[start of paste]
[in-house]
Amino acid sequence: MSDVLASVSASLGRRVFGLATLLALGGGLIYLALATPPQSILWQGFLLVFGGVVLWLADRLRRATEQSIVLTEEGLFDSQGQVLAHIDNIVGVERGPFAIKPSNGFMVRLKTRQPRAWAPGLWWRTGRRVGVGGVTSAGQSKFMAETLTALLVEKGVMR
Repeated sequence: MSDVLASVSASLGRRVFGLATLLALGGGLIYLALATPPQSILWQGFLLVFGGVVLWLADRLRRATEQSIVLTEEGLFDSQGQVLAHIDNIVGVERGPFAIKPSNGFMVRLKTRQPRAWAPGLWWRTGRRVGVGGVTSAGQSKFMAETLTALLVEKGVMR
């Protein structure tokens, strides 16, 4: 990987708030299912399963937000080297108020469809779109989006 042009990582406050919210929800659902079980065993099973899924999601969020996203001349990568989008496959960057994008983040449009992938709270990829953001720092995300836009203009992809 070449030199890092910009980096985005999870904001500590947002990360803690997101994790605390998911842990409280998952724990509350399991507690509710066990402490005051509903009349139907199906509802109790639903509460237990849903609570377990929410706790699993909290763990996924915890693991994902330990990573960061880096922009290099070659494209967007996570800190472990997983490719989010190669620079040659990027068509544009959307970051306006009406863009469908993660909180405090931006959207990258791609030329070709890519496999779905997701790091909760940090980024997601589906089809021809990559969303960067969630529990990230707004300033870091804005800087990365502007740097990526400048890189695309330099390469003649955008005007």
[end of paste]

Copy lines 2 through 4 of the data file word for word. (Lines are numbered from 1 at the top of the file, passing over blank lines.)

Amino acid sequence: MSDVLASVSASLGRRVFGLATLLALGGGLIYLALATPPQSILWQGFLLVFGGVVLWLADRLRRATEQSIVLTEEGLFDSQGQVLAHIDNIVGVERGPFAIKPSNGFMVRLKTRQPRAWAPGLWWRTGRRVGVGGVTSAGQSKFMAETLTALLVEKGVMR
Repeated sequence: MSDVLASVSASLGRRVFGLATLLALGGGLIYLALATPPQSILWQGFLLVFGGVVLWLADRLRRATEQSIVLTEEGLFDSQGQVLAHIDNIVGVERGPFAIKPSNGFMVRLKTRQPRAWAPGLWWRTGRRVGVGGVTSAGQSKFMAETLTALLVEKGVMR
């Protein structure tokens, strides 16, 4: 990987708030299912399963937000080297108020469809779109989006 042009990582406050919210929800659902079980065993099973899924999601969020996203001349990568989008496959960057994008983040449009992938709270990829953001720092995300836009203009992809 070449030199890092910009980096985005999870904001500590947002990360803690997101994790605390998911842990409280998952724990509350399991507690509710066990402490005051509903009349139907199906509802109790639903509460237990849903609570377990929410706790699993909290763990996924915890693991994902330990990573960061880096922009290099070659494209967007996570800190472990997983490719989010190669620079040659990027068509544009959307970051306006009406863009469908993660909180405090931006959207990258791609030329070709890519496999779905997701790091909760940090980024997601589906089809021809990559969303960067969630529990990230707004300033870091804005800087990365502007740097990526400048890189695309330099390469003649955008005007």